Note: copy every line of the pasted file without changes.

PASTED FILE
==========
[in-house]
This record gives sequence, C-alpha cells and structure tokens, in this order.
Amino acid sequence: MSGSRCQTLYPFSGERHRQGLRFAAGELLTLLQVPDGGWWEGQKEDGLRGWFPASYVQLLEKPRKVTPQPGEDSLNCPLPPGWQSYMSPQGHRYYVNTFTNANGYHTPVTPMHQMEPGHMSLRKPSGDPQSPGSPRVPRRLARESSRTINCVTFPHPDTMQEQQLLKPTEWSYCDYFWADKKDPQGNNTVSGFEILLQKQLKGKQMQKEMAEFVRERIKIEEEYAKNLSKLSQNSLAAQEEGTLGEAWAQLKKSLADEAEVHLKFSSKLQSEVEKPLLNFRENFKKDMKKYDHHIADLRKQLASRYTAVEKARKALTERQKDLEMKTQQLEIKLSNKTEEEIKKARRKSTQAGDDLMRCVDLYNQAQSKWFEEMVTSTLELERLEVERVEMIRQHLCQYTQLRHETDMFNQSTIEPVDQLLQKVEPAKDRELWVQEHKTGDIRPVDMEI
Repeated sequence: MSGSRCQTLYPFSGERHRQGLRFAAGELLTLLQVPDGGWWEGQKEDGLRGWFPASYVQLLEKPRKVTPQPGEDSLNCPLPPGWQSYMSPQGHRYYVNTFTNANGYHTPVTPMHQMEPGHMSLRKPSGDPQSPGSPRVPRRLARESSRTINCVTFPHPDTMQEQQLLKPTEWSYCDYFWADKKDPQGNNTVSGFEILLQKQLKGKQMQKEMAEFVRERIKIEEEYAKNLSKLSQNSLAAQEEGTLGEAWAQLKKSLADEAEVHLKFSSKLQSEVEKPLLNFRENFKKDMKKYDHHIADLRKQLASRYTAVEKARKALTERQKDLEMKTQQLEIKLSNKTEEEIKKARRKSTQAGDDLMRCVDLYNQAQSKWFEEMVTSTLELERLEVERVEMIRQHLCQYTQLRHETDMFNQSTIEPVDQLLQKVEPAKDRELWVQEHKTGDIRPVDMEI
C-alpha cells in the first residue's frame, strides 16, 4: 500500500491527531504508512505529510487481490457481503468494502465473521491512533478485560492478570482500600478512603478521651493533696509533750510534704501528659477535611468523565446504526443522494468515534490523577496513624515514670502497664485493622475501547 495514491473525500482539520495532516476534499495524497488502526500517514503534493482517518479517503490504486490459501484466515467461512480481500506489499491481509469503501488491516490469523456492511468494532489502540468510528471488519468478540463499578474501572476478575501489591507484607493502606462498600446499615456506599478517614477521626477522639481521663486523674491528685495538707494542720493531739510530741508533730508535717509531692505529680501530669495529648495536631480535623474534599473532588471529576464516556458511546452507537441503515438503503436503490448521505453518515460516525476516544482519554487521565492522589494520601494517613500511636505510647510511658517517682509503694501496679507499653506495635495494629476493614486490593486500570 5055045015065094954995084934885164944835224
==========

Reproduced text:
[in-house]
This record gives sequence, C-alpha cells and structure tokens, in this order.
Amino acid sequence: MSGSRCQTLYPFSGERHRQGLRFAAGELLTLLQVPDGGWWEGQKEDGLRGWFPASYVQLLEKPRKVTPQPGEDSLNCPLPPGWQSYMSPQGHRYYVNTFTNANGYHTPVTPMHQMEPGHMSLRKPSGDPQSPGSPRVPRRLARESSRTINCVTFPHPDTMQEQQLLKPTEWSYCDYFWADKKDPQGNNTVSGFEILLQKQLKGKQMQKEMAEFVRERIKIEEEYAKNLSKLSQNSLAAQEEGTLGEAWAQLKKSLADEAEVHLKFSSKLQSEVEKPLLNFRENFKKDMKKYDHHIADLRKQLASRYTAVEKARKALTERQKDLEMKTQQLEIKLSNKTEEEIKKARRKSTQAGDDLMRCVDLYNQAQSKWFEEMVTSTLELERLEVERVEMIRQHLCQYTQLRHETDMFNQSTIEPVDQLLQKVEPAKDRELWVQEHKTGDIRPVDMEI
Repeated sequence: MSGSRCQTLYPFSGERHRQGLRFAAGELLTLLQVPDGGWWEGQKEDGLRGWFPASYVQLLEKPRKVTPQPGEDSLNCPLPPGWQSYMSPQGHRYYVNTFTNANGYHTPVTPMHQMEPGHMSLRKPSGDPQSPGSPRVPRRLARESSRTINCVTFPHPDTMQEQQLLKPTEWSYCDYFWADKKDPQGNNTVSGFEILLQKQLKGKQMQKEMAEFVRERIKIEEEYAKNLSKLSQNSLAAQEEGTLGEAWAQLKKSLADEAEVHLKFSSKLQSEVEKPLLNFRENFKKDMKKYDHHIADLRKQLASRYTAVEKARKALTERQKDLEMKTQQLEIKLSNKTEEEIKKARRKSTQAGDDLMRCVDLYNQAQSKWFEEMVTSTLELERLEVERVEMIRQHLCQYTQLRHETDMFNQSTIEPVDQLLQKVEPAKDRELWVQEHKTGDIRPVDMEI
C-alpha cells in the first residue's frame, strides 16, 4: 500500500491527531504508512505529510487481490457481503468494502465473521491512533478485560492478570482500600478512603478521651493533696509533750510534704501528659477535611468523565446504526443522494468515534490523577496513624515514670502497664485493622475501547 495514491473525500482539520495532516476534499495524497488502526500517514503534493482517518479517503490504486490459501484466515467461512480481500506489499491481509469503501488491516490469523456492511468494532489502540468510528471488519468478540463499578474501572476478575501489591507484607493502606462498600446499615456506599478517614477521626477522639481521663486523674491528685495538707494542720493531739510530741508533730508535717509531692505529680501530669495529648495536631480535623474534599473532588471529576464516556458511546452507537441503515438503503436503490448521505453518515460516525476516544482519554487521565492522589494520601494517613500511636505510647510511658517517682509503694501496679507499653506495635495494629476493614486490593486500570 5055045015065094954995084934885164944835224